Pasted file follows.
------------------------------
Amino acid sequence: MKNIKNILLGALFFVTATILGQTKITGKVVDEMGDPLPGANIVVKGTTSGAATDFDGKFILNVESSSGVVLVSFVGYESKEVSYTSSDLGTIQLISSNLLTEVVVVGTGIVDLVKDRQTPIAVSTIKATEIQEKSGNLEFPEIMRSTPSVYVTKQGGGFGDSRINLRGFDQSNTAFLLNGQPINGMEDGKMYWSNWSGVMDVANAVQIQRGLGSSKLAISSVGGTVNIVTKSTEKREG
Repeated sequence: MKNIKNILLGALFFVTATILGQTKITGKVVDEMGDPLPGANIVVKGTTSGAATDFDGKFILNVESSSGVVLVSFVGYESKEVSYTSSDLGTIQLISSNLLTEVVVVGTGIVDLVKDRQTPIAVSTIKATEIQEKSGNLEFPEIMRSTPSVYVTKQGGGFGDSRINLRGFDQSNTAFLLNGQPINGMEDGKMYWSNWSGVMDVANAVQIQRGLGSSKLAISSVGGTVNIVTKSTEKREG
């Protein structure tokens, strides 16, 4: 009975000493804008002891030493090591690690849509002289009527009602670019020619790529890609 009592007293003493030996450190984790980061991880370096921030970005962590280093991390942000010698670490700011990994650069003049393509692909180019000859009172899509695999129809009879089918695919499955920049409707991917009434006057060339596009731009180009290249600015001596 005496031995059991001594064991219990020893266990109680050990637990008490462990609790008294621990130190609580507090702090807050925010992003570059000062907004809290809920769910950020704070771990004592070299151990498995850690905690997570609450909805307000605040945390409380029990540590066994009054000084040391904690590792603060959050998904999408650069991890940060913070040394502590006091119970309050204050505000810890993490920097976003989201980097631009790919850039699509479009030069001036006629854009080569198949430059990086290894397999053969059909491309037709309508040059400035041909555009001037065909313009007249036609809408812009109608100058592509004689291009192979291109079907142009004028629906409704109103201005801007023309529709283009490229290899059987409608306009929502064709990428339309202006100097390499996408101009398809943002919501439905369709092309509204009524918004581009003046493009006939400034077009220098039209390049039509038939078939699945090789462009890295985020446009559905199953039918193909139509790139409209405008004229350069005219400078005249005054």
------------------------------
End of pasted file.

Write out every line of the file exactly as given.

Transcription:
Amino acid sequence: MKNIKNILLGALFFVTATILGQTKITGKVVDEMGDPLPGANIVVKGTTSGAATDFDGKFILNVESSSGVVLVSFVGYESKEVSYTSSDLGTIQLISSNLLTEVVVVGTGIVDLVKDRQTPIAVSTIKATEIQEKSGNLEFPEIMRSTPSVYVTKQGGGFGDSRINLRGFDQSNTAFLLNGQPINGMEDGKMYWSNWSGVMDVANAVQIQRGLGSSKLAISSVGGTVNIVTKSTEKREG
Repeated sequence: MKNIKNILLGALFFVTATILGQTKITGKVVDEMGDPLPGANIVVKGTTSGAATDFDGKFILNVESSSGVVLVSFVGYESKEVSYTSSDLGTIQLISSNLLTEVVVVGTGIVDLVKDRQTPIAVSTIKATEIQEKSGNLEFPEIMRSTPSVYVTKQGGGFGDSRINLRGFDQSNTAFLLNGQPINGMEDGKMYWSNWSGVMDVANAVQIQRGLGSSKLAISSVGGTVNIVTKSTEKREG
């Protein structure tokens, strides 16, 4: 009975000493804008002891030493090591690690849509002289009527009602670019020619790529890609 009592007293003493030996450190984790980061991880370096921030970005962590280093991390942000010698670490700011990994650069003049393509692909180019000859009172899509695999129809009879089918695919499955920049409707991917009434006057060339596009731009180009290249600015001596 005496031995059991001594064991219990020893266990109680050990637990008490462990609790008294621990130190609580507090702090807050925010992003570059000062907004809290809920769910950020704070771990004592070299151990498995850690905690997570609450909805307000605040945390409380029990540590066994009054000084040391904690590792603060959050998904999408650069991890940060913070040394502590006091119970309050204050505000810890993490920097976003989201980097631009790919850039699509479009030069001036006629854009080569198949430059990086290894397999053969059909491309037709309508040059400035041909555009001037065909313009007249036609809408812009109608100058592509004689291009192979291109079907142009004028629906409704109103201005801007023309529709283009490229290899059987409608306009929502064709990428339309202006100097390499996408101009398809943002919501439905369709092309509204009524918004581009003046493009006939400034077009220098039209390049039509038939078939699945090789462009890295985020446009559905199953039918193909139509790139409209405008004229350069005219400078005249005054």